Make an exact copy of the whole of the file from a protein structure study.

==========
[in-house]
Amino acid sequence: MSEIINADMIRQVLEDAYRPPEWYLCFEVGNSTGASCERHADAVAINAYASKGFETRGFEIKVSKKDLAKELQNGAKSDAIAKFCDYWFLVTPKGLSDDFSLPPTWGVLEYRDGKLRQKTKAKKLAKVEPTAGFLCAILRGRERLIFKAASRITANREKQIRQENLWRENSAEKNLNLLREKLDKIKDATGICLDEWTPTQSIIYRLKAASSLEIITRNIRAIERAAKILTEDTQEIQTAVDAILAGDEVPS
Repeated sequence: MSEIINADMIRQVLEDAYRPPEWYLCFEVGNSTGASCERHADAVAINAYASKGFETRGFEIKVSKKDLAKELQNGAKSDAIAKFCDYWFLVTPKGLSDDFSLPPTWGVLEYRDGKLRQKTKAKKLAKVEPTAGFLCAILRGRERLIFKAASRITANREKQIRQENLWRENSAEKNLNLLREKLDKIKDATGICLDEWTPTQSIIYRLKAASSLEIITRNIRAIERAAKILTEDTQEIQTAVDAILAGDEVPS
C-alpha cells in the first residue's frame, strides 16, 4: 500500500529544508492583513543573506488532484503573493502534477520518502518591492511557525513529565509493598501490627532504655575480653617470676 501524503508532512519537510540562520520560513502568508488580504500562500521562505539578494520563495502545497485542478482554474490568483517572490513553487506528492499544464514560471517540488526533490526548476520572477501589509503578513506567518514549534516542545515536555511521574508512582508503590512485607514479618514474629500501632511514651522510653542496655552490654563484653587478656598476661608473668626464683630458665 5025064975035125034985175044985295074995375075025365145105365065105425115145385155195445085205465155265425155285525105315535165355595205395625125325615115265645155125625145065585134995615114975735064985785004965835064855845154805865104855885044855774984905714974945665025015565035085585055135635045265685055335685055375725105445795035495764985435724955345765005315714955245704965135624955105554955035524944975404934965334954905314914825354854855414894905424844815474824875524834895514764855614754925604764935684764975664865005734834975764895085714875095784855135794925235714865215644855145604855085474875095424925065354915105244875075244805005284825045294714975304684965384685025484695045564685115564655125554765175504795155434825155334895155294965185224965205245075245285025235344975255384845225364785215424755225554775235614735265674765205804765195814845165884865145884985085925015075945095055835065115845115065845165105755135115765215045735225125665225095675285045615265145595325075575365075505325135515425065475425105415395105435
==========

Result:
[in-house]
Amino acid sequence: MSEIINADMIRQVLEDAYRPPEWYLCFEVGNSTGASCERHADAVAINAYASKGFETRGFEIKVSKKDLAKELQNGAKSDAIAKFCDYWFLVTPKGLSDDFSLPPTWGVLEYRDGKLRQKTKAKKLAKVEPTAGFLCAILRGRERLIFKAASRITANREKQIRQENLWRENSAEKNLNLLREKLDKIKDATGICLDEWTPTQSIIYRLKAASSLEIITRNIRAIERAAKILTEDTQEIQTAVDAILAGDEVPS
Repeated sequence: MSEIINADMIRQVLEDAYRPPEWYLCFEVGNSTGASCERHADAVAINAYASKGFETRGFEIKVSKKDLAKELQNGAKSDAIAKFCDYWFLVTPKGLSDDFSLPPTWGVLEYRDGKLRQKTKAKKLAKVEPTAGFLCAILRGRERLIFKAASRITANREKQIRQENLWRENSAEKNLNLLREKLDKIKDATGICLDEWTPTQSIIYRLKAASSLEIITRNIRAIERAAKILTEDTQEIQTAVDAILAGDEVPS
C-alpha cells in the first residue's frame, strides 16, 4: 500500500529544508492583513543573506488532484503573493502534477520518502518591492511557525513529565509493598501490627532504655575480653617470676 501524503508532512519537510540562520520560513502568508488580504500562500521562505539578494520563495502545497485542478482554474490568483517572490513553487506528492499544464514560471517540488526533490526548476520572477501589509503578513506567518514549534516542545515536555511521574508512582508503590512485607514479618514474629500501632511514651522510653542496655552490654563484653587478656598476661608473668626464683630458665 5025064975035125034985175044985295074995375075025365145105365065105425115145385155195445085205465155265425155285525105315535165355595205395625125325615115265645155125625145065585134995615114975735064985785004965835064855845154805865104855885044855774984905714974945665025015565035085585055135635045265685055335685055375725105445795035495764985435724955345765005315714955245704965135624955105554955035524944975404934965334954905314914825354854855414894905424844815474824875524834895514764855614754925604764935684764975664865005734834975764895085714875095784855135794925235714865215644855145604855085474875095424925065354915105244875075244805005284825045294714975304684965384685025484695045564685115564655125554765175504795155434825155334895155294965185224965205245075245285025235344975255384845225364785215424755225554775235614735265674765205804765195814845165884865145884985085925015075945095055835065115845115065845165105755135115765215045735225125665225095675285045615265145595325075575365075505325135515425065475425105415395105435